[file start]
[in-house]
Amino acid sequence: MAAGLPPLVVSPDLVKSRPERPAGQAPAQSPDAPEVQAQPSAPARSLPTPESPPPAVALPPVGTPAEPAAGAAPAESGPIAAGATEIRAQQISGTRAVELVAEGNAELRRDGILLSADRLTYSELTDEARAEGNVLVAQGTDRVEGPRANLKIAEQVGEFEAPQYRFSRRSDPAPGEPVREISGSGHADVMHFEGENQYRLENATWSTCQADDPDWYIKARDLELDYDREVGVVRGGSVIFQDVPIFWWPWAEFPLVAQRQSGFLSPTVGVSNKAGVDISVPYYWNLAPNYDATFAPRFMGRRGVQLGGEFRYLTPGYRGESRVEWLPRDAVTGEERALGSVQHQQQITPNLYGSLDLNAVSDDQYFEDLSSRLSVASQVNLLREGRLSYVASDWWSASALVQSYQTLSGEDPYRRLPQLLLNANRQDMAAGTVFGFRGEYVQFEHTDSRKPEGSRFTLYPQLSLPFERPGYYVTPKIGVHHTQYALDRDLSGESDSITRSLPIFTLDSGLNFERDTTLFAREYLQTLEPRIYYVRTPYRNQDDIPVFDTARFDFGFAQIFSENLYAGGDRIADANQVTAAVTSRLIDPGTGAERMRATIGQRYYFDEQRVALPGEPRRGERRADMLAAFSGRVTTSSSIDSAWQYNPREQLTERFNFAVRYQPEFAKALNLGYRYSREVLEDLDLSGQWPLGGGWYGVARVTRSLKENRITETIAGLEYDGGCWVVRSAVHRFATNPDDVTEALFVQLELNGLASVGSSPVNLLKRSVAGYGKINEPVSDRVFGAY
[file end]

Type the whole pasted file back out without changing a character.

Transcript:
[in-house]
Amino acid sequence: MAAGLPPLVVSPDLVKSRPERPAGQAPAQSPDAPEVQAQPSAPARSLPTPESPPPAVALPPVGTPAEPAAGAAPAESGPIAAGATEIRAQQISGTRAVELVAEGNAELRRDGILLSADRLTYSELTDEARAEGNVLVAQGTDRVEGPRANLKIAEQVGEFEAPQYRFSRRSDPAPGEPVREISGSGHADVMHFEGENQYRLENATWSTCQADDPDWYIKARDLELDYDREVGVVRGGSVIFQDVPIFWWPWAEFPLVAQRQSGFLSPTVGVSNKAGVDISVPYYWNLAPNYDATFAPRFMGRRGVQLGGEFRYLTPGYRGESRVEWLPRDAVTGEERALGSVQHQQQITPNLYGSLDLNAVSDDQYFEDLSSRLSVASQVNLLREGRLSYVASDWWSASALVQSYQTLSGEDPYRRLPQLLLNANRQDMAAGTVFGFRGEYVQFEHTDSRKPEGSRFTLYPQLSLPFERPGYYVTPKIGVHHTQYALDRDLSGESDSITRSLPIFTLDSGLNFERDTTLFAREYLQTLEPRIYYVRTPYRNQDDIPVFDTARFDFGFAQIFSENLYAGGDRIADANQVTAAVTSRLIDPGTGAERMRATIGQRYYFDEQRVALPGEPRRGERRADMLAAFSGRVTTSSSIDSAWQYNPREQLTERFNFAVRYQPEFAKALNLGYRYSREVLEDLDLSGQWPLGGGWYGVARVTRSLKENRITETIAGLEYDGGCWVVRSAVHRFATNPDDVTEALFVQLELNGLASVGSSPVNLLKRSVAGYGKINEPVSDRVFGAY